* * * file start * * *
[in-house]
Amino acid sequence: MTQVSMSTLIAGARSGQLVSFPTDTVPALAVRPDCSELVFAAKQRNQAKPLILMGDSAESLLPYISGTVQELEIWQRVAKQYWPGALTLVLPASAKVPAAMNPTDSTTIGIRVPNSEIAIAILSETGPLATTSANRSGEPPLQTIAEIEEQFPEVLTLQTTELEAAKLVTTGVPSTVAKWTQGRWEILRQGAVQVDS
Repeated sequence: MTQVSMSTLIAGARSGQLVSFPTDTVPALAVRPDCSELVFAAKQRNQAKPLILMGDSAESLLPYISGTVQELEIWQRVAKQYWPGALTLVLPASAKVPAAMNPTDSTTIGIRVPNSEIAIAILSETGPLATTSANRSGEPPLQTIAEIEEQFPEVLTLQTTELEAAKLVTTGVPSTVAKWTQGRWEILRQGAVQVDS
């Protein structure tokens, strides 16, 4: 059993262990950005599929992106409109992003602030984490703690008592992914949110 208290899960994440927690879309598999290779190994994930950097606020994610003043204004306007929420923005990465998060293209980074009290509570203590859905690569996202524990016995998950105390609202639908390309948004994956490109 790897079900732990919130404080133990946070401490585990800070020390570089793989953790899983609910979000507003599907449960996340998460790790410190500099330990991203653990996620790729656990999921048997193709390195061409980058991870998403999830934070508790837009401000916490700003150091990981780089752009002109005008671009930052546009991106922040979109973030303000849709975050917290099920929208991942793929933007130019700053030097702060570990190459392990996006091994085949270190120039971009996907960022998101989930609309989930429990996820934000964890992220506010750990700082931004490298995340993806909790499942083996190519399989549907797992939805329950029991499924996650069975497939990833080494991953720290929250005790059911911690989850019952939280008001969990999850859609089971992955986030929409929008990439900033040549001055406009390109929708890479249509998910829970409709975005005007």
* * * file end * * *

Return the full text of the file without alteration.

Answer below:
[in-house]
Amino acid sequence: MTQVSMSTLIAGARSGQLVSFPTDTVPALAVRPDCSELVFAAKQRNQAKPLILMGDSAESLLPYISGTVQELEIWQRVAKQYWPGALTLVLPASAKVPAAMNPTDSTTIGIRVPNSEIAIAILSETGPLATTSANRSGEPPLQTIAEIEEQFPEVLTLQTTELEAAKLVTTGVPSTVAKWTQGRWEILRQGAVQVDS
Repeated sequence: MTQVSMSTLIAGARSGQLVSFPTDTVPALAVRPDCSELVFAAKQRNQAKPLILMGDSAESLLPYISGTVQELEIWQRVAKQYWPGALTLVLPASAKVPAAMNPTDSTTIGIRVPNSEIAIAILSETGPLATTSANRSGEPPLQTIAEIEEQFPEVLTLQTTELEAAKLVTTGVPSTVAKWTQGRWEILRQGAVQVDS
């Protein structure tokens, strides 16, 4: 059993262990950005599929992106409109992003602030984490703690008592992914949110 208290899960994440927690879309598999290779190994994930950097606020994610003043204004306007929420923005990465998060293209980074009290509570203590859905690569996202524990016995998950105390609202639908390309948004994956490109 790897079900732990919130404080133990946070401490585990800070020390570089793989953790899983609910979000507003599907449960996340998460790790410190500099330990991203653990996620790729656990999921048997193709390195061409980058991870998403999830934070508790837009401000916490700003150091990981780089752009002109005008671009930052546009991106922040979109973030303000849709975050917290099920929208991942793929933007130019700053030097702060570990190459392990996006091994085949270190120039971009996907960022998101989930609309989930429990996820934000964890992220506010750990700082931004490298995340993806909790499942083996190519399989549907797992939805329950029991499924996650069975497939990833080494991953720290929250005790059911911690989850019952939280008001969990999850859609089971992955986030929409929008990439900033040549001055406009390109929708890479249509998910829970409709975005005007």